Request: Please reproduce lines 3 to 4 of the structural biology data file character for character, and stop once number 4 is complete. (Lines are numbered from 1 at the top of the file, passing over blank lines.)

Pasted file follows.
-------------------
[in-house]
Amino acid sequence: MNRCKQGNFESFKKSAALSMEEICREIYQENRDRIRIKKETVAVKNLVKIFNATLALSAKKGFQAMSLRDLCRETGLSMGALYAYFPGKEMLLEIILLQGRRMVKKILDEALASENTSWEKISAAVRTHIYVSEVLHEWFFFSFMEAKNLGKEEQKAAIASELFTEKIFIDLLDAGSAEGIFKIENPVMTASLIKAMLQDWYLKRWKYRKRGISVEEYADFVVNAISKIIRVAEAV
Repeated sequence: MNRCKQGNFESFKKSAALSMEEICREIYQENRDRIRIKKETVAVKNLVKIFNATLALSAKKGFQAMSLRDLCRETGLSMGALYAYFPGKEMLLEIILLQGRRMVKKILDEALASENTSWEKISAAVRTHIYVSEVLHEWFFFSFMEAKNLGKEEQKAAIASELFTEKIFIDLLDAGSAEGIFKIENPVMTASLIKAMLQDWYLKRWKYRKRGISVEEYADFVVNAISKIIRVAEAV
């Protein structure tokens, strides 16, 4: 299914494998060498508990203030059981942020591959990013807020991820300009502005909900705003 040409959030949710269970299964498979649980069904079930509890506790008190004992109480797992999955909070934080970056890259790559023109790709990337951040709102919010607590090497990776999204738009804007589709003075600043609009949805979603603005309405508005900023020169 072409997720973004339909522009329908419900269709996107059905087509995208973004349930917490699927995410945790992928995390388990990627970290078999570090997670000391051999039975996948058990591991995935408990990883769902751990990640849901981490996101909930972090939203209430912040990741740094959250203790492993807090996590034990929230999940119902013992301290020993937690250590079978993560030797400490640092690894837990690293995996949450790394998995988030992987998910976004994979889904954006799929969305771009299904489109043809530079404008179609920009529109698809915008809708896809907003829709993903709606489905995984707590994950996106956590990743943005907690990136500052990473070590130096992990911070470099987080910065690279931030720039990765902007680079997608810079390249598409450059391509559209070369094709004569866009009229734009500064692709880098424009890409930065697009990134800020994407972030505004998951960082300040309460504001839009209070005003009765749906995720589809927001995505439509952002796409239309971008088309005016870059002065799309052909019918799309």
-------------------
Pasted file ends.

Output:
Repeated sequence: MNRCKQGNFESFKKSAALSMEEICREIYQENRDRIRIKKETVAVKNLVKIFNATLALSAKKGFQAMSLRDLCRETGLSMGALYAYFPGKEMLLEIILLQGRRMVKKILDEALASENTSWEKISAAVRTHIYVSEVLHEWFFFSFMEAKNLGKEEQKAAIASELFTEKIFIDLLDAGSAEGIFKIENPVMTASLIKAMLQDWYLKRWKYRKRGISVEEYADFVVNAISKIIRVAEAV
């Protein structure tokens, strides 16, 4: 299914494998060498508990203030059981942020591959990013807020991820300009502005909900705003 040409959030949710269970299964498979649980069904079930509890506790008190004992109480797992999955909070934080970056890259790559023109790709990337951040709102919010607590090497990776999204738009804007589709003075600043609009949805979603603005309405508005900023020169 072409997720973004339909522009329908419900269709996107059905087509995208973004349930917490699927995410945790992928995390388990990627970290078999570090997670000391051999039975996948058990591991995935408990990883769902751990990640849901981490996101909930972090939203209430912040990741740094959250203790492993807090996590034990929230999940119902013992301290020993937690250590079978993560030797400490640092690894837990690293995996949450790394998995988030992987998910976004994979889904954006799929969305771009299904489109043809530079404008179609920009529109698809915008809708896809907003829709993903709606489905995984707590994950996106956590990743943005907690990136500052990473070590130096992990911070470099987080910065690279931030720039990765902007680079997608810079390249598409450059391509559209070369094709004569866009009229734009500064692709880098424009890409930065697009990134800020994407972030505004998951960082300040309460504001839009209070005003009765749906995720589809927001995505439509952002796409239309971008088309005016870059002065799309052909019918799309």